Woman do most of the heavy lifting when it comes to the procreation of the human race. We endure menstruation, pregnancy, birthing and menopause. As a postmenopausal woman, myself, I went through 11 years of hot flashes and it was not a good time, I can tell you that. This article explains how the endocannabinoid system (ECS) affects a women’s reproductive system and how cannabis may alleviate many of the symptoms of menopause.
Cannabis impacts the female reproductive system by interacting with the hormone estrogen. The fluctuation in a woman’s estrogen level is responsible for all the changes that women experience at the end of their reproductive years.
- Perimenopause precedes the end of menstruation when estrogen production slows down
- Menopause lasts for 12 months after a women’s last menstrual cycle
- Postmenopause is the period after menopause finishes
The primary function of the ECS is to maintain homeostasis by regulating the following:
- Body temperature
- Function of the immune system
- Appetite and metabolism
- Reproductive cycles
Estrogen, which triggers ovulation and menstruation, begins to slow down for several years before menopause starts. Typically, women experience the symptoms of menopause for 1-2 years prior to the full onset. Estrogen levels peak during ovulation which stops at menopause. Estrogen and endocannabinoids have a direct link; when estrogen levels peak, so do your endocannabinoid levels. This explains why premenopausal women are most sensitive to THC directly before ovulation when estrogen is at its highest level. By the same token, when estrogen levels drop, so do your endocannabinoid levels.
So, what does this all mean? The little research that is available is based on animal subjects. These studies concluded that estrogen enlists the help of endocannabinoids to regulate emotional response and mood. When estrogen levels fall, this may contribute to menopause-related mood swings. Dr. Ethan Russo, who defined the term, Endocannabinoid Deficiency Syndrome, (EDS) posits that EDS may lead to early menopause. Other researchers found that gene mutation in the ECS coding may increase the risk of obesity and metabolism problems in postmenopausal women.
Again, due to the paucity of human research because of federal cannabis prohibition, there is little scientific evidence on how cannabis can relieve menopausal symptoms. Here’s what we do know….
While there are no actual studies on hot flashes, it is known that THC lowers the body temperature. It does this by replacing anandamide, a neurotransmitter, which has many functions, including temperature regulation. Studies suggest it is quantity dependent. The more THC you ingest, the cooler you become. Be aware that too small a dose may increase your temperature!
Both THC and CBD are known to improve your mood. Low doses of THC have proven to act as an antidepressant. CBD is known to be an anxiolytic in its own right and can also help control anxiety produced by too much THC.
Estrogen regulates the process of replacing old, damaged cells with new, healthy ones. Postmenopausal women are very susceptible to bone weakness and diseases such as osteoporosis. Research indicates that an alteration in gene coding of cannabinoid receptors may contribute to osteoporosis. High CBD strains appear to be the most beneficial in supporting bone regeneneration.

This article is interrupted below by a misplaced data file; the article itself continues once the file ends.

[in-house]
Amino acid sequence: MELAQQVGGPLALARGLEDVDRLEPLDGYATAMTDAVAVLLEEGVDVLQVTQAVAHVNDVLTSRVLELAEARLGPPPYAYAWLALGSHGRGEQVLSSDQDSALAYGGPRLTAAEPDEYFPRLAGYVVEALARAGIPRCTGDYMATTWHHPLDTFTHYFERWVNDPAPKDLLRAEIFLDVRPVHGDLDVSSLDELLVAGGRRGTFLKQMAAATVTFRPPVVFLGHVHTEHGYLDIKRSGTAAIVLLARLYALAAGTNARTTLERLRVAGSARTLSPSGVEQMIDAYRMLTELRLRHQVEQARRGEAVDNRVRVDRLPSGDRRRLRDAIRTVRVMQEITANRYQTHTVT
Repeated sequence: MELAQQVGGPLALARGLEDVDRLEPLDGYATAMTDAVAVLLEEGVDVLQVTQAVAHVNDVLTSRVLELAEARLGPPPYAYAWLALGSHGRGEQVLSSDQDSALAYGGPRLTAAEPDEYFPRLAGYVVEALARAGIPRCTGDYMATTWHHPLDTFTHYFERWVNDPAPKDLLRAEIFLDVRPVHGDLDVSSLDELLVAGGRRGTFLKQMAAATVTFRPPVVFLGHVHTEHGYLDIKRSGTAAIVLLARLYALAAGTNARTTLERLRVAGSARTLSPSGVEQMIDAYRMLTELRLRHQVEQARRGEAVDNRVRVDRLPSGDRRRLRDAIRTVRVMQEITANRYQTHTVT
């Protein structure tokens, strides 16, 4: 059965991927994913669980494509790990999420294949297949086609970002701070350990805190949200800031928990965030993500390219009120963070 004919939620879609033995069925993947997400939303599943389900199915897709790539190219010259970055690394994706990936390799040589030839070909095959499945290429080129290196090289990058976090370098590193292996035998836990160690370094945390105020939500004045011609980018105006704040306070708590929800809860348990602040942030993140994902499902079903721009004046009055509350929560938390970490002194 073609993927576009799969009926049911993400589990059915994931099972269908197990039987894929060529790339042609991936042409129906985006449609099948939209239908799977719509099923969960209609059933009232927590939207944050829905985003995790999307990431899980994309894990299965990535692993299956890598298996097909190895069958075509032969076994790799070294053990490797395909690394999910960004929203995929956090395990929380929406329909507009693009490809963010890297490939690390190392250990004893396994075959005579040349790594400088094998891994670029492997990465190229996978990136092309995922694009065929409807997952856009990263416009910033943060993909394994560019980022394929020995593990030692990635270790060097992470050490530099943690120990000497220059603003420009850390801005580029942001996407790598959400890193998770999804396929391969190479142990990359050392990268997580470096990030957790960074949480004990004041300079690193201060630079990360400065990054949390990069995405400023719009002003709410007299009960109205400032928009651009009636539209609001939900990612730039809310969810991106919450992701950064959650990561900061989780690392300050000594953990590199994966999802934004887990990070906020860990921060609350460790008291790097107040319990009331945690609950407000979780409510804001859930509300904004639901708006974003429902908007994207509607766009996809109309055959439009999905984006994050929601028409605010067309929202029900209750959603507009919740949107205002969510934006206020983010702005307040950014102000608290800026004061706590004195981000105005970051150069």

Night sweats can wreak havoc on your ability to get a good night’s sleep. As we get older, the quality of our sleep decreases dramatically as we spend less time in deep sleep and more time in the lighter stages of our sleep cycle. Not only does THC reduce the body temperature, but it also increases the time spent in the restorative sleep cycle. A 2fer, so to speak! Choose an indica strain over a sativa for bedtime.
A slowing metabolism, genetics, a tendency to exercise less and the loss of estrogen contribute to weight gain for most women after menopause. While THC can surely give you the munchies, strains with THCV have been shown to suppress the appetite and aid in weight loss. CBD may also be very useful in controlling weight gain as a mild appetite suppressant and metabolism regulator. Both THCV and CBD improve insulin sensitivity, a vital mechanism in your body that determines how sensitive you are to insulin. They also reduce liver fat build up.
Vaginal dryness and loss of sex drive are 2 very common symptoms of menopause. Again, it has everything to do with the reduction of estrogen. Cannabis can help alleviate both those problems. It is a libido enhancer, particularly for women. You can make a wonderful THC-infused lubricant. Here is the link to the recipe. FYI, THC in high doses may have the opposite effect on your libido than the one you are looking for, so start with low doses and work your way up!
As we age, most of us experience, at the very least, muscle aches and pains. Many suffer from chronic pain caused by age-related, degenerative diseases. Both THC and CBD have pain-relieving properties, but work much more effectively when combined.
Hope this help, ladies. I will try and write something for the men!
BTW, here’s some outstanding news. NY Dem Senator Chuck Schumer has just introduced a bill to federally decriminalize cannabis by removing it from the Controlled Substance Act. This would allow federal cannabis research amongst other provisions. Here’s the link.
Source: Herb.com, Better With Age: Does Cannabis Ease Menopause Symptoms? Anna Wilcox, Sept 18, 2016
Herb.com, How To Make Your Own Cannabis Lubricant, Sera Jane Ghaly, Nov 19, 2015